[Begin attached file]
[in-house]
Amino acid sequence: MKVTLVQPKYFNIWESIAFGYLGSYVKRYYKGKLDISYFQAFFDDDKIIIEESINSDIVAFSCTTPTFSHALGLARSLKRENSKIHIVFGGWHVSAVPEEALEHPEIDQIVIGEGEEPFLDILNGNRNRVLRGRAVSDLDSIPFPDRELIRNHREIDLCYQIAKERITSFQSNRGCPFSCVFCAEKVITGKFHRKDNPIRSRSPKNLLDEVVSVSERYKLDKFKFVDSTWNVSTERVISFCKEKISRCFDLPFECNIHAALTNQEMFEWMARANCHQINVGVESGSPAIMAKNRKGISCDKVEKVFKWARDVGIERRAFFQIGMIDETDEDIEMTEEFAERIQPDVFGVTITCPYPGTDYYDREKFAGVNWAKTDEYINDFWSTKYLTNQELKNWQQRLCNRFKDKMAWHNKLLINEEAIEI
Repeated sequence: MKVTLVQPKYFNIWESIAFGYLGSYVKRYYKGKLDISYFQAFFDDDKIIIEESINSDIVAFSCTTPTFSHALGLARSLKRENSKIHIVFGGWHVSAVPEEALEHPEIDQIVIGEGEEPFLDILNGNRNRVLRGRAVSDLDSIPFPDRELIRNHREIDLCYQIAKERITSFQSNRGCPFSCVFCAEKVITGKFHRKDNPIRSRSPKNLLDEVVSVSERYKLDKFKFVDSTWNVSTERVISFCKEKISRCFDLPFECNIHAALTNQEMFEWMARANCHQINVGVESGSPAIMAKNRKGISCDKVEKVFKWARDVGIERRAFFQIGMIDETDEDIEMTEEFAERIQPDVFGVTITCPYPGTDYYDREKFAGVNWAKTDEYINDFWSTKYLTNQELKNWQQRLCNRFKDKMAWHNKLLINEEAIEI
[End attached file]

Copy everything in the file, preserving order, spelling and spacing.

[in-house]
Amino acid sequence: MKVTLVQPKYFNIWESIAFGYLGSYVKRYYKGKLDISYFQAFFDDDKIIIEESINSDIVAFSCTTPTFSHALGLARSLKRENSKIHIVFGGWHVSAVPEEALEHPEIDQIVIGEGEEPFLDILNGNRNRVLRGRAVSDLDSIPFPDRELIRNHREIDLCYQIAKERITSFQSNRGCPFSCVFCAEKVITGKFHRKDNPIRSRSPKNLLDEVVSVSERYKLDKFKFVDSTWNVSTERVISFCKEKISRCFDLPFECNIHAALTNQEMFEWMARANCHQINVGVESGSPAIMAKNRKGISCDKVEKVFKWARDVGIERRAFFQIGMIDETDEDIEMTEEFAERIQPDVFGVTITCPYPGTDYYDREKFAGVNWAKTDEYINDFWSTKYLTNQELKNWQQRLCNRFKDKMAWHNKLLINEEAIEI
Repeated sequence: MKVTLVQPKYFNIWESIAFGYLGSYVKRYYKGKLDISYFQAFFDDDKIIIEESINSDIVAFSCTTPTFSHALGLARSLKRENSKIHIVFGGWHVSAVPEEALEHPEIDQIVIGEGEEPFLDILNGNRNRVLRGRAVSDLDSIPFPDRELIRNHREIDLCYQIAKERITSFQSNRGCPFSCVFCAEKVITGKFHRKDNPIRSRSPKNLLDEVVSVSERYKLDKFKFVDSTWNVSTERVISFCKEKISRCFDLPFECNIHAALTNQEMFEWMARANCHQINVGVESGSPAIMAKNRKGISCDKVEKVFKWARDVGIERRAFFQIGMIDETDEDIEMTEEFAERIQPDVFGVTITCPYPGTDYYDREKFAGVNWAKTDEYINDFWSTKYLTNQELKNWQQRLCNRFKDKMAWHNKLLINEEAIEI